Eighteenth Sunday in Ordinary Time
Readings: Ecclesiastes 1:2; 2:21-23; Psalms 90:3-4, 5-6, 12-13, 14, & 17; Colossians 3:1-5, 9-11; Luke 12: 13-21
Today’s readings warn the reader of the fleeting, transient nature of this life. The first reading in Ecclesiastes speaks of vanity. That, “all things are vanity!” We usually think of this word in terms of a personal trait. But I think it has a much broader meaning. Today, in our country and our political discourse, we hear the words xenophobia and nationalism. Can’t they be thought of as offshoots of vanity; believing or thinking that mine or ours is more important than theirs? It’s a vulnerability of human nature to pit oneself against the “other.” To dig our heels in, believing that, in the here and now, we and our needs, wants and beliefs are of much greater importance than all the rest. Forgetting that this too shall pass.
The Psalm reading today offers comfort and direction when we get caught up in the moment and its importance. These words offer us the chance to return to “his voice.” Return implies having moved away from God. There are things in life that will pull us away from God, things that can occupy our hearts. As Paul advises in the second reading, “seek what is above…. think of what is above, not of what is on earth.” It is impossible to be of this world and not care about worldly things. We have to invest and commit to the here and now, but holding all things to their rightful size and not losing sight of our priorities is the challenge. We seek community in many ways, and, hopefully, as members of those communities we choose, we can and will help each other to return to “his voice” if we should lose our way.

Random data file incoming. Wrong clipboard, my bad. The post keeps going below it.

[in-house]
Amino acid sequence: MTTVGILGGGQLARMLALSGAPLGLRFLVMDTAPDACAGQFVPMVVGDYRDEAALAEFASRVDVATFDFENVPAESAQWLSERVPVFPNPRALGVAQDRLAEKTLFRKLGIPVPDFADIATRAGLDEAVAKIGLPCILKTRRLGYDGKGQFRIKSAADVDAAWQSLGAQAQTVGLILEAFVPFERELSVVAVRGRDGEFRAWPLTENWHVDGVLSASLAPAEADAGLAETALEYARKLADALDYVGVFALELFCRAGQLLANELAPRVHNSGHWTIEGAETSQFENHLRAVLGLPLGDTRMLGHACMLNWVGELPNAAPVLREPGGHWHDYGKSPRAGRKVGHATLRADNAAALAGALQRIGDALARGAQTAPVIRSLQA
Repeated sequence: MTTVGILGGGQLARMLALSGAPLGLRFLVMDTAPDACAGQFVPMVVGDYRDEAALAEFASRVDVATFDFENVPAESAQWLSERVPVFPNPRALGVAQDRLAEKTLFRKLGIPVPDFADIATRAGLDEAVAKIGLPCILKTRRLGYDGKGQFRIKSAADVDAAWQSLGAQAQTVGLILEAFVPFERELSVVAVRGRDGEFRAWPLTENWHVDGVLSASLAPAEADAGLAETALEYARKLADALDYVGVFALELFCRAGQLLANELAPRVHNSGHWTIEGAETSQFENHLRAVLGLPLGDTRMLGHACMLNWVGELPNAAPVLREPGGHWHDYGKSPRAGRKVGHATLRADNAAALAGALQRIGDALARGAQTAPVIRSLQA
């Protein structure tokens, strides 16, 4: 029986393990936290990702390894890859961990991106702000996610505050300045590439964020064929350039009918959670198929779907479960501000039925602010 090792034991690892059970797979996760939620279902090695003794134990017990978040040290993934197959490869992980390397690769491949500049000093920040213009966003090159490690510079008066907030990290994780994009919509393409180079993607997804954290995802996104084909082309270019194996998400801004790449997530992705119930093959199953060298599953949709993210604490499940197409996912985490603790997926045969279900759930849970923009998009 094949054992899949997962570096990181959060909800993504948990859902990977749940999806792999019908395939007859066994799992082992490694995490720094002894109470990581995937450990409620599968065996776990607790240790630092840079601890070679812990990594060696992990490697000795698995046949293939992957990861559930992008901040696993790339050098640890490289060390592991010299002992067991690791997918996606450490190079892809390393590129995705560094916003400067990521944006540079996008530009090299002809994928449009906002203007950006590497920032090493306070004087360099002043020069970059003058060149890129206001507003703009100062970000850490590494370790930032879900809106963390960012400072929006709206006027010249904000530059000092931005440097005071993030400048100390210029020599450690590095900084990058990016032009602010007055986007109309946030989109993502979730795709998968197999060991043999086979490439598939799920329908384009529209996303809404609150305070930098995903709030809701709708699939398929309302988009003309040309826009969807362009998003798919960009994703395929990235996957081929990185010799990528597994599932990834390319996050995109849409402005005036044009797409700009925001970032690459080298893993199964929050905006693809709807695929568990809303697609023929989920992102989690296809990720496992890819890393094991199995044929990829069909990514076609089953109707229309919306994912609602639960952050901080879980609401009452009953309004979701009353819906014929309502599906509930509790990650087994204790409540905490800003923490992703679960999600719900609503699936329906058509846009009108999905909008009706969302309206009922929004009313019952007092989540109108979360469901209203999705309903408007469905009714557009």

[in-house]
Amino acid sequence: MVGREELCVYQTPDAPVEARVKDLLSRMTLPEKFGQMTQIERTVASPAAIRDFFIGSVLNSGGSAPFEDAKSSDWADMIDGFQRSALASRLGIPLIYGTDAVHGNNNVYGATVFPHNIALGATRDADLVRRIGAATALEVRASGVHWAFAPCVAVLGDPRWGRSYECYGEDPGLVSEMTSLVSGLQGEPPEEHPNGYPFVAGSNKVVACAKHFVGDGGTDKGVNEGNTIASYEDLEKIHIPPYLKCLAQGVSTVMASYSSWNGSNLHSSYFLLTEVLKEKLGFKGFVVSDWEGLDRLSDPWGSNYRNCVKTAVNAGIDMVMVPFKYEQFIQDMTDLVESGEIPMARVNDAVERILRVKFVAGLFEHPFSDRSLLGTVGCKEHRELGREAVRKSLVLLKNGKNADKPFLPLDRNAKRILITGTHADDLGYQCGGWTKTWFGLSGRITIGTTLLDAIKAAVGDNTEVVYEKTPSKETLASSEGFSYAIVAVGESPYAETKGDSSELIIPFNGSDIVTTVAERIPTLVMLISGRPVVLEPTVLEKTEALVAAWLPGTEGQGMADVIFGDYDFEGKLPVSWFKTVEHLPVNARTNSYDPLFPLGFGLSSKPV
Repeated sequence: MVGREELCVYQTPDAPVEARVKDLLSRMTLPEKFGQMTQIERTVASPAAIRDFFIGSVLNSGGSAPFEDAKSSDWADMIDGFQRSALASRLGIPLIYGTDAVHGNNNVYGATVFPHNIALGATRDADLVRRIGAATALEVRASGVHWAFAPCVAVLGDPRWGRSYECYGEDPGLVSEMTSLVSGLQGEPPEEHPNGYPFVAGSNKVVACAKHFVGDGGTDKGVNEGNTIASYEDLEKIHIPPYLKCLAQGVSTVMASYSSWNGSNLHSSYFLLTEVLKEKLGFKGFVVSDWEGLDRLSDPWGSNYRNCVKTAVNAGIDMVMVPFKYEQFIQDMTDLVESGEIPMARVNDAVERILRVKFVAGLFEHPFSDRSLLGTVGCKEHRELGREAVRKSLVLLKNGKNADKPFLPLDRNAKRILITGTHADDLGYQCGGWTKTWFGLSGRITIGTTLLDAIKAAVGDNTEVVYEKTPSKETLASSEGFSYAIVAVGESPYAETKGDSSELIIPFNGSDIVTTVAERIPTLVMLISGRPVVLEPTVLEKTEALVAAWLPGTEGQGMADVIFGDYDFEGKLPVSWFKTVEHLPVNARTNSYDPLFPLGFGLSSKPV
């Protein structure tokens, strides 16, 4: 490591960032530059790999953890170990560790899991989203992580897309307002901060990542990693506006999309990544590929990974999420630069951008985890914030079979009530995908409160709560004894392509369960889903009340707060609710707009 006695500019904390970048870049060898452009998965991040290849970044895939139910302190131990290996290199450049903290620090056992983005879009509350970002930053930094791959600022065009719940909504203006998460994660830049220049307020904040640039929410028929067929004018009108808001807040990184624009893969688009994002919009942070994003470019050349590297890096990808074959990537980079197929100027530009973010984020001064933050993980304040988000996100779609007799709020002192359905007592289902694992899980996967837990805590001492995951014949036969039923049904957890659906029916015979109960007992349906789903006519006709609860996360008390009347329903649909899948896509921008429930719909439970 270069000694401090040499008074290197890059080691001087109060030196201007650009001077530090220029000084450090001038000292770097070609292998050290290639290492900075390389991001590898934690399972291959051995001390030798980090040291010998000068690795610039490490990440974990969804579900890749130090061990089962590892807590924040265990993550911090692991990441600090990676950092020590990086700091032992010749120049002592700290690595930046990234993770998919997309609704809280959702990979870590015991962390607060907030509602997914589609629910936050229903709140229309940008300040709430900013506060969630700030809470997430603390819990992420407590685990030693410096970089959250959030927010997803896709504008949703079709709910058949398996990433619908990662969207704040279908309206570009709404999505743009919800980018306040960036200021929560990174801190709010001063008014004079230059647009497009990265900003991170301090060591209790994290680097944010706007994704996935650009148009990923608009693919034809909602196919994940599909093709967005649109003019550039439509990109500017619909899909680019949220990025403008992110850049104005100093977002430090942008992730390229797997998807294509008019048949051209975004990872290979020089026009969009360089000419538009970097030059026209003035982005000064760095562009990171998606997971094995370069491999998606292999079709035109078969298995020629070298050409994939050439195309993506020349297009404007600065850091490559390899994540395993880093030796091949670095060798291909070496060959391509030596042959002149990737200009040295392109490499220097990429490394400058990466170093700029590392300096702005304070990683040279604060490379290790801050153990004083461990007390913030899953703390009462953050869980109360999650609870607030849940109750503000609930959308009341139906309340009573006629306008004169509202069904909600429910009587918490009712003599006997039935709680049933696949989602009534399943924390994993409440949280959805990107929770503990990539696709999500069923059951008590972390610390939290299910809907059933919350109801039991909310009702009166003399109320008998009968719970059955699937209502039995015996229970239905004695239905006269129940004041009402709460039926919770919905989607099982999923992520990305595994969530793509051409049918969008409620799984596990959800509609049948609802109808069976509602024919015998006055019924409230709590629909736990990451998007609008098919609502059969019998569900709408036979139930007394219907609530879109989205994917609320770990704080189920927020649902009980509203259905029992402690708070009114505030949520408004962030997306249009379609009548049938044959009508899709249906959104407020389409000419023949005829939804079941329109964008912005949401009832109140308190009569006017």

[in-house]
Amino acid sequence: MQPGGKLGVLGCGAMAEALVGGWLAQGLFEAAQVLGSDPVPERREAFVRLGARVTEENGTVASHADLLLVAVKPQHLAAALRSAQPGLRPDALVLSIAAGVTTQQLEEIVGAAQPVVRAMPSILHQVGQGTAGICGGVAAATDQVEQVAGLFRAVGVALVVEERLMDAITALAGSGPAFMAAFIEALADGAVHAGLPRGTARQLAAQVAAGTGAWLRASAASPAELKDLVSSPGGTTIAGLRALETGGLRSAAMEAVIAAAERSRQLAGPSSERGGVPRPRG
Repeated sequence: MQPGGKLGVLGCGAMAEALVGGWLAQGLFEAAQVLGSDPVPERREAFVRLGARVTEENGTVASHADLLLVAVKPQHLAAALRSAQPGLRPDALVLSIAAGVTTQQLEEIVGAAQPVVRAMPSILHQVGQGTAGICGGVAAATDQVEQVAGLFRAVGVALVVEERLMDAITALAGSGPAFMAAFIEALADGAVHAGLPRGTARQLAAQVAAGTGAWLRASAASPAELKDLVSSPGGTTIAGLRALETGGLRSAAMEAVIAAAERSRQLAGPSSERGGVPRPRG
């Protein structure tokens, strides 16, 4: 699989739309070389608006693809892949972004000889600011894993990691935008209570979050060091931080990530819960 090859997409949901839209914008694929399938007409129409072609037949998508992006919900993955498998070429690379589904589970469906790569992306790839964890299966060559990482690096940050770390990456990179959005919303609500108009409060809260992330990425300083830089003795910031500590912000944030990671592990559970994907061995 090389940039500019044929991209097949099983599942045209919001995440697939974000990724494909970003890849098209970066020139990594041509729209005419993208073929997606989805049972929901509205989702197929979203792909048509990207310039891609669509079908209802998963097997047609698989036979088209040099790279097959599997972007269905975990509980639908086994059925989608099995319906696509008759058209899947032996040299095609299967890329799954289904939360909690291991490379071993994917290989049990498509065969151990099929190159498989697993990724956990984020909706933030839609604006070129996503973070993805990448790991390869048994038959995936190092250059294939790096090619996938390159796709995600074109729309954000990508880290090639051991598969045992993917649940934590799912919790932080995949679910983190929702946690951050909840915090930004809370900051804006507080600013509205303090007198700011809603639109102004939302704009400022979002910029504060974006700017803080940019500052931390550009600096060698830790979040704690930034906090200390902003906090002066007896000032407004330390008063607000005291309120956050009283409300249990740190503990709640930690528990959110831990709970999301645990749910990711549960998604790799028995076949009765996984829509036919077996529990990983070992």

Lastly, today’s Gospel speaks of the futility of being a person who stores up treasures for oneself on this earth and refers to such a person as a fool. Luke reminds us to stay “rich in what matters to God.” The world can be attractive, seductive, and enticing. Even Jesus faced temptation. These readings remind us of the shallowness of what is not of God, that all is for naught if not of God, for God and in God. As a community of believers, it is our divine calling to help each other remain attuned to His Voice in all things because all else will fall away.
Peggy Roach, Associate